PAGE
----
Although I knew of Ross for a while, I hadn’t had a chance to go and check his music in person until very recently. Not only I was impressed by his talent, the range of songs he plays, from traditional Irish to modern tunes and almost anything in between, but also the chemistry between himself and his partner in crime on keyboards was amazing. It was a highly entertaining, dynamic and fun show they put together. There was no question in my mind I had to interview him. He warned me he was going to be quite outlandish. He wasn’t kidding.

Where are you from originally, Ross?
My story starts on the rugged Western coast of Ireland. I was found amongst the rocks by local fisherman on Clare island (which strangely enough is in Mayo), after being nurtured by a mother seal who had mistaken me for one of her own. Raised on a hearty diet of mussels and sea shanties I lived a fisherman’s life until I was forced to choose a side during the infamous Seals Revenge of ’99. Many a good man and seal were lost that day.

Hahaha, that’s a good one! How long have you lived in Lanzarote?
It’s tough to remember, maybe 6 years, maybe 60. It’s all felt like one eternal summer. However long I’ve been here it’s not reflected in my “nivel de la lengua” -he says, referring to his level of Spanish-, which is ashamedly poor. I can do a great Yorkshire accent though.

Well, better than nothing, I suppose. What brought you here in the first place?
A disastrous misunderstanding really. I was scheduled to meet some big shot Hollywood executives about a million-dollar record deal. In my haste I had forgot to pack my glasses on the way to the airport, and mixed up LAX with LANZ. I must have stumbled around for a good two weeks before I began to question the lack of American accents, and the sheer amount of Irish ones (they are everywhere though.)

Priceless! Since you stayed, I can only assume you like it here…
I like the fact you can cycle around the perimeter of the island, or at least a good portion of it. It’s great when I decide to do my bi-annual bout of exercise. I also love the Canarian Folk music, got a chance to catch a bit of “El Pavón” the other night before a gig. It was a spellbinding, almost religious experience and it was free! There were some empty seats there too. Probably quite rich coming from a guy that plays “Sweet Caroline” 6 nights a week but I’d implore more tourists to get involved in the local (often free) cultural events when they’re on.

I totally agree with you. For anyone intending to follow Ross’ advice – we encourage you to! – you can check out the “What’s On” section on our blog where we continuously post a selection of best events around the island, often free.

Getting back to the questions, what is your favourite place in Lanzarote?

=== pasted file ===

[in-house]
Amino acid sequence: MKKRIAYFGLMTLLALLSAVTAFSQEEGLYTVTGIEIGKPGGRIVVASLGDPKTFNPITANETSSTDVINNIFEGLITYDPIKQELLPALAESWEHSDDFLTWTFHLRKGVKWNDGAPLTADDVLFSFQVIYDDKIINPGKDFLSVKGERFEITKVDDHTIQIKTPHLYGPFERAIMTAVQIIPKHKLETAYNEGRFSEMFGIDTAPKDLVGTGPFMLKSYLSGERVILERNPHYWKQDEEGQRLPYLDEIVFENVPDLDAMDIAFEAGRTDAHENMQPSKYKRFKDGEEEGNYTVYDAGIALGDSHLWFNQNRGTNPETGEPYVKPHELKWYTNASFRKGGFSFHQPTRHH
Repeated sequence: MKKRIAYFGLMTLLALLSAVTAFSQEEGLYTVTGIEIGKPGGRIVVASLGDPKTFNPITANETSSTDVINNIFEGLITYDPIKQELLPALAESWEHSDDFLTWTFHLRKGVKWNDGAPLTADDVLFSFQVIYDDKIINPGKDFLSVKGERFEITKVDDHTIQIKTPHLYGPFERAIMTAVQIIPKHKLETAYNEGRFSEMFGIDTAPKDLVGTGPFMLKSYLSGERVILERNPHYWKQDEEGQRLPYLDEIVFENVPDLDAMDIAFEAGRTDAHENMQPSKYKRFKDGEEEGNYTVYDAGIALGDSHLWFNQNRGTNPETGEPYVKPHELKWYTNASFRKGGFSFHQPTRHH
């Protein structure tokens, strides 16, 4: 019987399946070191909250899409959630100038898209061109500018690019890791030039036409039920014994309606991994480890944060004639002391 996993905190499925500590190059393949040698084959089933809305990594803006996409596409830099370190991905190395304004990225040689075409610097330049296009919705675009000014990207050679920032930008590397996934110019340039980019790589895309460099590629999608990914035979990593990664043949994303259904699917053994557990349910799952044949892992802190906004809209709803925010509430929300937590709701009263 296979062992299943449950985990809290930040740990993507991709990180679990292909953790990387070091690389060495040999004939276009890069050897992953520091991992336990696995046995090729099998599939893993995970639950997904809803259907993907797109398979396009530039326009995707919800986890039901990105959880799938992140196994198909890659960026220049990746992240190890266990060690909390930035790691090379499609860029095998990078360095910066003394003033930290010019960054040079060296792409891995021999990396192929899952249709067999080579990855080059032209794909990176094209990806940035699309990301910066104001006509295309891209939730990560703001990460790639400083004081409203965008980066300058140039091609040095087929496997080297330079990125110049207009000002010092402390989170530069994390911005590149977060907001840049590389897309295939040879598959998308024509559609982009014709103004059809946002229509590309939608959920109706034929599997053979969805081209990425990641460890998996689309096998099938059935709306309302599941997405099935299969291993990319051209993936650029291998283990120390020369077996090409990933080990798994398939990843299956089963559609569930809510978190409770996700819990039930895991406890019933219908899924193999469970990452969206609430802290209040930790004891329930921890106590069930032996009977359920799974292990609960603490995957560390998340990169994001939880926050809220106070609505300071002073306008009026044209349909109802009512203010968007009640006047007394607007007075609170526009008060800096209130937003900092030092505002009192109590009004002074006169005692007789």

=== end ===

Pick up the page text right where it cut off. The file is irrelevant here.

I love Jameos del Agua. The birds living and singing in the cave is a sight and sound to behold. I’m also a bit of a hermit so I feel a strange kinship with the blind albino crabs.

One of my favourites too. When you are not busy being a hermit, what do you play and sing?
I play for keeps and I sing for my supper. Ah no, in all seriousness, we play exclusively Indonesian gamelan music, no requests. (Me and the talented Roger “El dedos” Hughes)

(Joking aside, Ross plays the guitar, LOL). Dare I ask how you got into music?
Aside from my sea shantie experience with the Clare island fisherman, I was also luckily enough to be accepted into Skellig Michael’s sole griot family, where I was taught about the rich history of the islands. After that, pub musician was a natural progression.

And who would be your idol?
The Bible disavows false idols so I gotta give it up to the good Lord!

How would you describe your gigs and your music for someone who’s never heard you before?
A painful, but strangely arousing wall of sound.

I’m not going to get a serious answer out of you, am I? You warned me! When and where did you have regular gigs?
I’ve been playing in Scotch Corner and Finnegan’s Wake for the last while, and more recently Hankey Panky’s (Note: all these venues are in Puerto del Carmen). I also played in the legendary PJs which I think is sadly closed now. PJ is a great musician and an even greater guy, it’d be brilliant to see him back here someday.

Ah, those are very nice words. We are almost done. How can our readers keep up to date with your gigs?
Get on the 003 bus and ride it for 3 circuits, at which point you should walk up to the bus driver and give him 33 cents. He’ll drop you off wherever we’re playing.

Hilarious! I might give that a go and see what happens. Finally, tell us something your fans/followers might not know about you (yet!).
As countless job interviews have reminded me, I’m remarkably unskilled. I can do a decent headstand though. I can also do this thing with my fingers.

Hahaha, I bet this must come in handy to play the trickier chords on your guitar. Thank you very much for your time, Ross, for the music and the laughs. Never lose that sense of humour!

You can find out more about Ross via his Facebook page and Instagram account.